One explanation is that the refusal of an initial request, even if it is unreasonable, leads respondents to experience a sense of guilt. O’Keefe and Figgé (1999) noted that guilt reduction can motivate compliance with an ultimate demand. The belief that agreeing to a second request will help to reduce our sense of guilt motivates us to comply.
Robert Cialdini also suggested that people interpret the lowering in demand between the first and second requests as a sign of compromise on the part of the person asking the favor. As they believe that this reduction has been made in order to help them out, they feel obliged to follow the norm of reciprocity - a social norm whereby favors are returned. To repay the goodwill, people subjected to the door-in-the-face technique feel the need to compromise themselves by agreeing to the second request.
Another explanation of the compliance rates gained from this technique regards more self-centered motives.
We generally want our friends, family and peers to maintain a positive impression of us, whilst many celebrities pursue that age-old, Machiavellian goal of being loved by the masses, making high-profile charitable gestures and giving interviews to improve their public image. This desire is often referred to as a need for positive self-presentation, and may explain why we agree to a second reasonable request but not the first. We often feel reluctant to refuse people’s requests, for fear of appearing selfish or unkind, and our refusal of the first question in a door-in-the face sequence leads us feel that the person making the request will see us in a negative light. The second question, in the mind of the subject, provides an opportunity to prove that we are not as uncharitable as the first question led us to appear, and so we agree to it (Pendleton and Batson, 1979).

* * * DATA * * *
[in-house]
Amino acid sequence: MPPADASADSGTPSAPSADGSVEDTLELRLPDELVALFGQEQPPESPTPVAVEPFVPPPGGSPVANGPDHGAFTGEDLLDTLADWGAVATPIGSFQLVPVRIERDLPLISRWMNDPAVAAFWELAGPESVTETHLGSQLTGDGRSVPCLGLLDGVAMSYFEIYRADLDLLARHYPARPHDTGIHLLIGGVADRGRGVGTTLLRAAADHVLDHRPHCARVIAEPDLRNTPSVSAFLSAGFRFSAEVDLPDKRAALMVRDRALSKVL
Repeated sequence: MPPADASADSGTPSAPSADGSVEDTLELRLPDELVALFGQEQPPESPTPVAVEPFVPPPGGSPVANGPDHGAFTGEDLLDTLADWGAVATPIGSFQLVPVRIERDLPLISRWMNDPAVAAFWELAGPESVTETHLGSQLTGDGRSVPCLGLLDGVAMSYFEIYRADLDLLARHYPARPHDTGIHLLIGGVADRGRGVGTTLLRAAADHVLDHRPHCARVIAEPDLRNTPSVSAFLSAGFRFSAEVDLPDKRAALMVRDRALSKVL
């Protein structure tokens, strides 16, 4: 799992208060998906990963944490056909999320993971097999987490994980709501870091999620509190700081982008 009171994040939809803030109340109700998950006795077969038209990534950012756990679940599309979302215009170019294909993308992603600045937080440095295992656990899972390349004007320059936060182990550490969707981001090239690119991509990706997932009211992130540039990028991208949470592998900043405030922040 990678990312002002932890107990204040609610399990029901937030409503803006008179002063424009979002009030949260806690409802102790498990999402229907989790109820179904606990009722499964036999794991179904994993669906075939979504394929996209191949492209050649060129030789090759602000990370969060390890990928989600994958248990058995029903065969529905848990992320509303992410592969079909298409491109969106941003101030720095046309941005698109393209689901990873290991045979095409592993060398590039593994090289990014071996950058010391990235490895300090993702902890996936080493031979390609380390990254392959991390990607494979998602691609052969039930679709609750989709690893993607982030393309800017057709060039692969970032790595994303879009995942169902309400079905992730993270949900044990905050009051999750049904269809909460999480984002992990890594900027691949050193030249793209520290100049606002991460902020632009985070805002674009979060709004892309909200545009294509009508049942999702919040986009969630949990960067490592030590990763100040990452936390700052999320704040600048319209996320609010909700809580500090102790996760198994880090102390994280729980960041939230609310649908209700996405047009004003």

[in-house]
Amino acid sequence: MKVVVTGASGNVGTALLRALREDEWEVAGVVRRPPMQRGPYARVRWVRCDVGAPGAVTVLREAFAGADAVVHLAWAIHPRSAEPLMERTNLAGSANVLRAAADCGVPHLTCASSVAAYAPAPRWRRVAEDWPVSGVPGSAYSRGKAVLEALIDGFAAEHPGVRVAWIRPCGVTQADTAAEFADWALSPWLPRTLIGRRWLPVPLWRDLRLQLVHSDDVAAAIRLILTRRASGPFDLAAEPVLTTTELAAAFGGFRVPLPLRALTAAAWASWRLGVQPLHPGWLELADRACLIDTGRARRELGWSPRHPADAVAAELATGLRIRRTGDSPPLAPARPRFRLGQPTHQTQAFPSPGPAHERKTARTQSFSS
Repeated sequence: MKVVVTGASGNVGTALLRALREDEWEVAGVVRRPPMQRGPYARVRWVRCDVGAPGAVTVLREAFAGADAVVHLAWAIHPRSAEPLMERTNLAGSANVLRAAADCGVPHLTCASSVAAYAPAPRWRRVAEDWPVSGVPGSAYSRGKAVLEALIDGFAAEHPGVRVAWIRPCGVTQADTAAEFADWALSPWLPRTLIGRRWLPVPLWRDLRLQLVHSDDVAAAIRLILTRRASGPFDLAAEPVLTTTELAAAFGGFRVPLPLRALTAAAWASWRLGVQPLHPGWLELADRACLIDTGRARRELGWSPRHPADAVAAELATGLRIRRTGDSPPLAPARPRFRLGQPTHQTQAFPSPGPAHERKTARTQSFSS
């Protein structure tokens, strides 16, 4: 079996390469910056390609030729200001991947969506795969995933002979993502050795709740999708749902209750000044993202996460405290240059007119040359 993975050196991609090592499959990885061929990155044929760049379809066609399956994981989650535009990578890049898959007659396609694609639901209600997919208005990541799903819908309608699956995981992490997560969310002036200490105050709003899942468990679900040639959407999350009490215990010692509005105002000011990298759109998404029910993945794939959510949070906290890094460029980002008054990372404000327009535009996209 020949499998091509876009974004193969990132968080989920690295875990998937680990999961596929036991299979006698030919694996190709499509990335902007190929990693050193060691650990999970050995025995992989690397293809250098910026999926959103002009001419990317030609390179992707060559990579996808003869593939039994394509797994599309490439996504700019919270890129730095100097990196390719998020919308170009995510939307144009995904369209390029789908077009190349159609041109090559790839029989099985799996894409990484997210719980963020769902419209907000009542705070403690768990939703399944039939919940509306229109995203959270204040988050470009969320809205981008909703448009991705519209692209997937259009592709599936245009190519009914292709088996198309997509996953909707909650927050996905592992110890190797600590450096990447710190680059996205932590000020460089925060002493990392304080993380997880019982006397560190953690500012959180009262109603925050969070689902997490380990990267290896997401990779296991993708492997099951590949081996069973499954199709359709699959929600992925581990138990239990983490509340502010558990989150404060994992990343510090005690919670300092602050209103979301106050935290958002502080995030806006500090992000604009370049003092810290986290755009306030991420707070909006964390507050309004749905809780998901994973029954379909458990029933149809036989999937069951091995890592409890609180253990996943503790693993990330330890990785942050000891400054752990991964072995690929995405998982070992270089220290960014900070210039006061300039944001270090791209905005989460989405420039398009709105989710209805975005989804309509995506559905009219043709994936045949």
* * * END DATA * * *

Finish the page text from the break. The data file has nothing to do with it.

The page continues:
Factors relating to the structuring of a door-in-the-face request can affect compliance rates. These factors include the length of delay between the first and the second questions.
In 1999, an experiment was conducted at Santa Clara University to test the technique on two groups of participants. One group was asked the second question immediately after the first, whilst a second group was given time between the questions. The researchers found that a delay increased compliance with the second request (Chartrand et al, 1999).
One explanation for the effect of a delay is that it gives recipients time to consider their response to the first request. During this time, they may realize that their own self-presentation has been tarnished by their refusal to comply. The absence of a delay does not give a person time to realise how they may have appeared to the person making the request.
At the University of Nevada, Murray Millar (2000) measured compliance rates when the relationship between the person making the request and the responder differed. Millar found that when a familiar person made the request, they would be more likely to comply with a door-in-the-face question than they would if the person asking the favor was not known to them. As we tend to care more about what friends and family (members of our in-group) think about us than how strangers (out-group observers) view us, this finding supports the role of self-presentation in our decision making (Millar, 2000).